Baby food — pureed fruits, vegetables, grains, meats, or poultry — is generally recommended by pediatricians to be introduced to babies once they reach approximately four months of age. While commercial baby food is widely available in single-size jars, parents may opt to make their own baby food for a variety of reasons, such as control over ingredient quality or to save money. Since commercial baby food is heated for extended periods of time before jar packaging in order to kill bacteria that may occur if it isn’t preserved correctly, making baby food from scratch may also help retain more nutritional value that can be lost during the heating process.
When selecting foods to use for making baby food, certain precautions are recommended to ensure the safety of the food. While most fruits, vegetables, meats, and grains are acceptable, it is advised to avoid using items that contain nitrates, chemicals found in soil and water that can cause a type of anemia in babies. Foods that tend to be highest in nitrates and are not recommended for homemade baby food include carrots, beets, spinach, green beans, and squash. Fresh, frozen, or canned items may all be used for making baby food.
The preparation for ingredients for homemade baby food may vary slightly depending on the specific item, but most consist of removing any peels or seeds from fruits or vegetables or skin, bones, and connective tissues from meats, and then softening the food and making it as smooth as possible. Some foods, such as avocados, can easily be mashed with a fork and don’t require any additional prep, but most foods need to be heated until cooked through in order to become soft enough. While items may be baked or roasted, steaming or microwaving are the methods thought to retain the most nutrients.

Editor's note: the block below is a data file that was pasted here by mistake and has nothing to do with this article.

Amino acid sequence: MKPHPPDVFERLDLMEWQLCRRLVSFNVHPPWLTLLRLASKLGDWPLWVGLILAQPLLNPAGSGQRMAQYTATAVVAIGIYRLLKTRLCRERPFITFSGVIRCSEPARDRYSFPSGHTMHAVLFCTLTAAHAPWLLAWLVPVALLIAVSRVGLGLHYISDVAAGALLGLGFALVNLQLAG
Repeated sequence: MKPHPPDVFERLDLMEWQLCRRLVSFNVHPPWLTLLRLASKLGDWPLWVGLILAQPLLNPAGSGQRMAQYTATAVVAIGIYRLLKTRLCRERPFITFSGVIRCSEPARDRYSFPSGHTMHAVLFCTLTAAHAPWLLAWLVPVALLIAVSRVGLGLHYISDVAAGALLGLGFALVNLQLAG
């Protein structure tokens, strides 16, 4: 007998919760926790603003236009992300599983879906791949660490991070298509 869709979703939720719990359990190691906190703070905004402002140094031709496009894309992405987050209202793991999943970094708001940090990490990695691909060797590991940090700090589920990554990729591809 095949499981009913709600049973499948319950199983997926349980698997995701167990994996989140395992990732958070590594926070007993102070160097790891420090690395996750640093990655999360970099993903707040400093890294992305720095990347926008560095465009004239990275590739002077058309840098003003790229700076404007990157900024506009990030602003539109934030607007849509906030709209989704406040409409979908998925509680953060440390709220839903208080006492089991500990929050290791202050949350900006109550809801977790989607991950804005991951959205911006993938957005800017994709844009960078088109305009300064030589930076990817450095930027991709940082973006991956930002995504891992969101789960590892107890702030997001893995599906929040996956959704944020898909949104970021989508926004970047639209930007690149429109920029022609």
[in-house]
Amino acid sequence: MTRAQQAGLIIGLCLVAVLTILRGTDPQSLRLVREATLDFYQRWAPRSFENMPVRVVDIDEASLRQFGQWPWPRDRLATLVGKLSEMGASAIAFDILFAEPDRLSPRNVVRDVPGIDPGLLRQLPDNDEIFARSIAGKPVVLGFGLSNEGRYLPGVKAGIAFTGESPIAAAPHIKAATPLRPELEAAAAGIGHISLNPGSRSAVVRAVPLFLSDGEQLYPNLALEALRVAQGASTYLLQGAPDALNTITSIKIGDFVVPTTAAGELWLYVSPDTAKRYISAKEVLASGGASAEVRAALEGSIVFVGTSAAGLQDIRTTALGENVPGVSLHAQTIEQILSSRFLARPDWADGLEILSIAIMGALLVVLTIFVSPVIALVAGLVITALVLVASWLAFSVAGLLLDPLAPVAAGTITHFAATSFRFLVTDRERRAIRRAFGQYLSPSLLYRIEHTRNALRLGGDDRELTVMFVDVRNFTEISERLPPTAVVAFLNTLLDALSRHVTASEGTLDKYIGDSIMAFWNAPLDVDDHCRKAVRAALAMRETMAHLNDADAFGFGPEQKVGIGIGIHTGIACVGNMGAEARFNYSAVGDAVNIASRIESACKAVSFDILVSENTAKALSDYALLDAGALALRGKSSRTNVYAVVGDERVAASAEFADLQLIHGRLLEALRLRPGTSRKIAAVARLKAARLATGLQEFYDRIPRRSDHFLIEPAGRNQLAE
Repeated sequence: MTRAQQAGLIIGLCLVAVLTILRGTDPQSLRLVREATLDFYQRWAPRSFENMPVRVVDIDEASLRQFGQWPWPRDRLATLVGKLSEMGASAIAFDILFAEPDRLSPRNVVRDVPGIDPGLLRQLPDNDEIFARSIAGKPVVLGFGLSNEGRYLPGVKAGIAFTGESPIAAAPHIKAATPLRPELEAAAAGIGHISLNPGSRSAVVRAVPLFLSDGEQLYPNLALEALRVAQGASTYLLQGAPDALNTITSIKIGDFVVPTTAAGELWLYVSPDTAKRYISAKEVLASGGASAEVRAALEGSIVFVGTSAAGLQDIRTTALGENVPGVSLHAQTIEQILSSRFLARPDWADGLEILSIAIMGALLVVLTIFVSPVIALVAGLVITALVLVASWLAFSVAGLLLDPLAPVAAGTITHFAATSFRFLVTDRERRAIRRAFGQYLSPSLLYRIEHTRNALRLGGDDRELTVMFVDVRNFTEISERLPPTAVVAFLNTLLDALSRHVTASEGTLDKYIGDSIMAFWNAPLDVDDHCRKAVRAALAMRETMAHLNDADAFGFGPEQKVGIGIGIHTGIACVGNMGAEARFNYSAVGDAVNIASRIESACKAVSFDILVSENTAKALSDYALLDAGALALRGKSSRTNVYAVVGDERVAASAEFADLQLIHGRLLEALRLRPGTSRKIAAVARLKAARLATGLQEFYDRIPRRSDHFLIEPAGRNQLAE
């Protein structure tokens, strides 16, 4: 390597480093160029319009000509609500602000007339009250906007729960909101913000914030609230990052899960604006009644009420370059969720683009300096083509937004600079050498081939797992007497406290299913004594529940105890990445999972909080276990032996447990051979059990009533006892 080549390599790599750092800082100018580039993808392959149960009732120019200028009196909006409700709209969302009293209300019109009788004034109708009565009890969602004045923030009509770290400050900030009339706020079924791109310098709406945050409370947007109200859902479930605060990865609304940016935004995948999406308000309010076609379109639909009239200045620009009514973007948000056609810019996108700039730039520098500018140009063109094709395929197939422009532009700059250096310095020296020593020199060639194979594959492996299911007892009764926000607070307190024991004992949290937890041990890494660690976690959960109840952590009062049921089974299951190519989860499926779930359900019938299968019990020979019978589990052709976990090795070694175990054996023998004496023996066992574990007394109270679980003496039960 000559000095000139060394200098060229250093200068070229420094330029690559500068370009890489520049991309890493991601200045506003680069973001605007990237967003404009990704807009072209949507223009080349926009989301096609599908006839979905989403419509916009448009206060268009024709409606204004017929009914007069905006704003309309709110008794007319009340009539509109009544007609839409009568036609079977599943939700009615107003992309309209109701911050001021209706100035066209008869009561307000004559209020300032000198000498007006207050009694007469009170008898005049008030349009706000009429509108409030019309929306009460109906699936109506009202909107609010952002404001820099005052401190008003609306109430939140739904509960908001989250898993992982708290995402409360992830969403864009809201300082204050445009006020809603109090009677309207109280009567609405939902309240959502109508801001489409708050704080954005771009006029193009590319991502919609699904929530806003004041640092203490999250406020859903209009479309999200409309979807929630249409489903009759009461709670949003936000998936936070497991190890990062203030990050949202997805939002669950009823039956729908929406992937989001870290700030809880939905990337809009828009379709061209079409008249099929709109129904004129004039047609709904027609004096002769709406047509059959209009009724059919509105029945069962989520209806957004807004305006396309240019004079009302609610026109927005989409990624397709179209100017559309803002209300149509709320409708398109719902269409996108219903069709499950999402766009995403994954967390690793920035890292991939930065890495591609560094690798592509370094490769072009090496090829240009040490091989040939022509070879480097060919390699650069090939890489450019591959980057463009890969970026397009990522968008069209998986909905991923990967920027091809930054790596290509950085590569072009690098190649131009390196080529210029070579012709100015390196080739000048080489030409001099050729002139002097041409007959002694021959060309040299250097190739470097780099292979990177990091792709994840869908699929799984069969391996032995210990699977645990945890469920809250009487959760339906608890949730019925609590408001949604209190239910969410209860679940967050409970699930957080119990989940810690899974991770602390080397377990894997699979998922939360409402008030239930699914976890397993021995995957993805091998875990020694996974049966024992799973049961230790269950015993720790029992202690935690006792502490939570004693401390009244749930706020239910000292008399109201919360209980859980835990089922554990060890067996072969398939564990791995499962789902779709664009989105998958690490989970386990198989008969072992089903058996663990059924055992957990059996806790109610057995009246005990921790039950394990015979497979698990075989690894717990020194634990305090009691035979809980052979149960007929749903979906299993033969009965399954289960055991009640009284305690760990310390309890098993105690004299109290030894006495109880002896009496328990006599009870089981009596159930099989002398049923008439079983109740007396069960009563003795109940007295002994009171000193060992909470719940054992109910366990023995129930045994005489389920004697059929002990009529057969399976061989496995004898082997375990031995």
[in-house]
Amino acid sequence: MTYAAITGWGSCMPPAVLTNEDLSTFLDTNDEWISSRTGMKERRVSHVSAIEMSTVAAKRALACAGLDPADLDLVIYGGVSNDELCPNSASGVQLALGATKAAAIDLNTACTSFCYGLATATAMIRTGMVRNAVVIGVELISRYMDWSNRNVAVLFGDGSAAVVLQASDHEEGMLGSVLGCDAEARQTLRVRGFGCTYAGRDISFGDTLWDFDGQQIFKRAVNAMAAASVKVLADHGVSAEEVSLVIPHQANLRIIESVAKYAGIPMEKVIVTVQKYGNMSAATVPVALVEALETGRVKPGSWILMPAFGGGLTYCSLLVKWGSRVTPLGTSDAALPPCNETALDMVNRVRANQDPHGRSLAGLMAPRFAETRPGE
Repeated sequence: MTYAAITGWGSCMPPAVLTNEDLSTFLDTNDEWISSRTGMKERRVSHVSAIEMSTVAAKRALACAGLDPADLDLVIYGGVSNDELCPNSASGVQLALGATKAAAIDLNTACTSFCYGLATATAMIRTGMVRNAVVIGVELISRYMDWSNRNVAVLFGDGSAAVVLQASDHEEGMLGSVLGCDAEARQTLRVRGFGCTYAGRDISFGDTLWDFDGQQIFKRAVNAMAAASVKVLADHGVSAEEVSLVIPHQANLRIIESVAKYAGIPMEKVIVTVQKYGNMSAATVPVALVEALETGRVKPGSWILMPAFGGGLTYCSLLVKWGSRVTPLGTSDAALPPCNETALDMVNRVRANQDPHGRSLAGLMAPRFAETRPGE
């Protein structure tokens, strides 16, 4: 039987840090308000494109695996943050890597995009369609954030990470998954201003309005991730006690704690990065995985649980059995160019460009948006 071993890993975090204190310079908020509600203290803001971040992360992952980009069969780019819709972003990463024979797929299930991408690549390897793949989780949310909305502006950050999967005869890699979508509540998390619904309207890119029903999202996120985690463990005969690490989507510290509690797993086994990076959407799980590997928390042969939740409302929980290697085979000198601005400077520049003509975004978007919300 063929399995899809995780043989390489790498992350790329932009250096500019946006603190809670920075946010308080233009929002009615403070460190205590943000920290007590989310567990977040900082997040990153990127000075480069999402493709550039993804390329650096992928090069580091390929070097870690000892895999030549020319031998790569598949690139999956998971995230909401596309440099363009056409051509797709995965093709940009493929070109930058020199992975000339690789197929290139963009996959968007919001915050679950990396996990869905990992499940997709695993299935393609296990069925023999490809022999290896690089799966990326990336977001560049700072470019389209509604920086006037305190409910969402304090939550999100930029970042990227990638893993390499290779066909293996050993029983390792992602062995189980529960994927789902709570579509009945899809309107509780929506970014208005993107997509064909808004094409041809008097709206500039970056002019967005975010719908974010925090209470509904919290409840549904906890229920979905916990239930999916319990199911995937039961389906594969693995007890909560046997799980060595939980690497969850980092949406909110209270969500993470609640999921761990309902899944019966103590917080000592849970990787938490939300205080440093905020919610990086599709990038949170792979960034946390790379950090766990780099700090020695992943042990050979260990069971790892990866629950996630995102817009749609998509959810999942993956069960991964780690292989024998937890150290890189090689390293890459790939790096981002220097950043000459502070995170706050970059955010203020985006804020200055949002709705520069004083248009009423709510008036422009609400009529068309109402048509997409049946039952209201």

There are a variety of tools that may be used for making baby food, as well as storing it. Basic kitchen tools, such as food processors, blenders, and food mills, may be used to puree foods for baby food; however, there are commercial baby food makers that steam, defrost, and puree foods all in the same device and prevent the need for any preliminary cooking. If making multiple batches of baby food ahead of time, specialized single portion baby food containers can be used to store the food in the refrigerator or freezer, or ice cube trays may also be used.
While many parents prefer homemade baby food, others find there are disadvantages. Some parents may find it too time-consuming to prepare and store food, and it may require frequent cleaning of various kitchen appliances and items for each batch. Some also prefer the convenience of purchasing pre-measured commercial baby food.